Anthropological estimation of sex

Research output: Chapter in Book/Report/Conference proceedingChapter (Book)Otherpeer-review

Abstract

The anthropological assessment of sex involves the use of skeletal indicators to provide an estimation of whether or not an individual was biologically male or female. Estimating the biological sex of an individual is one of the four components of the biological profile and is of interest in all human osteology-based disciplines. Physical anthropologists and biological archaeologists are interested in estimating sex because it provides demographic information; forensic anthropologists are interested in sex estimation because knowing an individual’s sex contributes to the preliminary identification process for law enforcement agencies. For forensic anthropologists, knowing the sex of an individual effectively narrows missing-person searches by 50% and provides a potential way of differentiating commingled skeletal remains (Barker et al. 2008). Given that the conclusions provided by a forensic anthropologist have legal implications with potentially serious repercussions, the forensic anthropologist has an ethical obligation to ensure that the methods he or she employs have been extensively tested, validated, and widely accepted in the discipline and that they produce the most reliable results. In undertaking an estimation of sex two approaches are possible; morphological and metric. Morphological refers to the visual assessment of the shape of specific skeletal elements, and metric refers to the measuring and quantifying of anatomical parts of skeletal elements. Both methods are typically concerned with the pelvic girdle and the skull.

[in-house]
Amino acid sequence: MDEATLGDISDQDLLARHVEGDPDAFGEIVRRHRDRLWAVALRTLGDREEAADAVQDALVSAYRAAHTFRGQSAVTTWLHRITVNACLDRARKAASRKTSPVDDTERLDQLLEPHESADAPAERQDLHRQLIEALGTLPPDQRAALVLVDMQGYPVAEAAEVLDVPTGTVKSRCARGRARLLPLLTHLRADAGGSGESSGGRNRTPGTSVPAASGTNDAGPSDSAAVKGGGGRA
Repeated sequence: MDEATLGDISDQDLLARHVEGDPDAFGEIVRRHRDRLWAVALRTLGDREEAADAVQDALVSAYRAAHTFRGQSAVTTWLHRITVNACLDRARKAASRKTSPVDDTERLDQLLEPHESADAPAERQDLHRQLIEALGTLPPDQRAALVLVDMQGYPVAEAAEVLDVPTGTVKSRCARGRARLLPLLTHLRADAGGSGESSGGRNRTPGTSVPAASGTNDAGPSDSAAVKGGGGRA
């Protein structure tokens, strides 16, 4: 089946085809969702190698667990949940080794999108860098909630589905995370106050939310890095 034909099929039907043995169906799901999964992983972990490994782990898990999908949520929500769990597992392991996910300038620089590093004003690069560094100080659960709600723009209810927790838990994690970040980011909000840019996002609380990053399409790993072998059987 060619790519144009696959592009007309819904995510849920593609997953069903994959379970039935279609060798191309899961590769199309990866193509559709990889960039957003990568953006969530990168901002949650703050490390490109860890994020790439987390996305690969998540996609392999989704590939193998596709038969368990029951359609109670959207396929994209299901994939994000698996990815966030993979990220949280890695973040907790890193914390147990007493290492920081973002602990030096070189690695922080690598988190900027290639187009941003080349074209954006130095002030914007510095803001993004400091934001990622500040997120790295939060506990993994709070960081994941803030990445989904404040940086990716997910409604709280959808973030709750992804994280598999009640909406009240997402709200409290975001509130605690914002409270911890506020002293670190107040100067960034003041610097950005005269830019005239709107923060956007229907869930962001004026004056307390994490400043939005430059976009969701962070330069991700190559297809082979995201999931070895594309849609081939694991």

Original languageEnglish
Title of host publicationHandbook of Forensic Anthropology and Archaeology
EditorsSoren Blau, Douglas H. Ubelaker
Place of PublicationNew York NY USA
PublisherRoutledge
Chapter19
Pages261-272
Number of pages12
Edition2nd
ISBN (Electronic)9781315528939
ISBN (Print)9781629583853, 9781629583846
Publication statusPublished - 27 Jul 2016

Cite this